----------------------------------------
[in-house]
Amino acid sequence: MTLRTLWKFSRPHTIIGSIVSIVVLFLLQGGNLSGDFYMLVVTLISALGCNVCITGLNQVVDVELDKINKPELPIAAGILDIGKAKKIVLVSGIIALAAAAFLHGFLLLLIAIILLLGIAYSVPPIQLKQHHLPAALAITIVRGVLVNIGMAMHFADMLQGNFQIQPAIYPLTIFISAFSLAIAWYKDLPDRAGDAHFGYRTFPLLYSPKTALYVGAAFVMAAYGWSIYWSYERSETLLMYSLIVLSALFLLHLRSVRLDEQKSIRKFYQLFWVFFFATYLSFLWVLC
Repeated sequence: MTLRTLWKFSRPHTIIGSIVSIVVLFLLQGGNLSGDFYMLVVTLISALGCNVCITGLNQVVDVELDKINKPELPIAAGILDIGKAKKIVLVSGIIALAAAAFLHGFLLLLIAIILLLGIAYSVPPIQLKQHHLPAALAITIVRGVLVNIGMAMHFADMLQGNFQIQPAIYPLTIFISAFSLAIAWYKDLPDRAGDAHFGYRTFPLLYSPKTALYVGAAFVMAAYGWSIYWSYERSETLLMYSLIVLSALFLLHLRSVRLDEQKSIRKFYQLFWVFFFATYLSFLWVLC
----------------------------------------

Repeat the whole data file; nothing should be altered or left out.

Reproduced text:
[in-house]
Amino acid sequence: MTLRTLWKFSRPHTIIGSIVSIVVLFLLQGGNLSGDFYMLVVTLISALGCNVCITGLNQVVDVELDKINKPELPIAAGILDIGKAKKIVLVSGIIALAAAAFLHGFLLLLIAIILLLGIAYSVPPIQLKQHHLPAALAITIVRGVLVNIGMAMHFADMLQGNFQIQPAIYPLTIFISAFSLAIAWYKDLPDRAGDAHFGYRTFPLLYSPKTALYVGAAFVMAAYGWSIYWSYERSETLLMYSLIVLSALFLLHLRSVRLDEQKSIRKFYQLFWVFFFATYLSFLWVLC
Repeated sequence: MTLRTLWKFSRPHTIIGSIVSIVVLFLLQGGNLSGDFYMLVVTLISALGCNVCITGLNQVVDVELDKINKPELPIAAGILDIGKAKKIVLVSGIIALAAAAFLHGFLLLLIAIILLLGIAYSVPPIQLKQHHLPAALAITIVRGVLVNIGMAMHFADMLQGNFQIQPAIYPLTIFISAFSLAIAWYKDLPDRAGDAHFGYRTFPLLYSPKTALYVGAAFVMAAYGWSIYWSYERSETLLMYSLIVLSALFLLHLRSVRLDEQKSIRKFYQLFWVFFFATYLSFLWVLC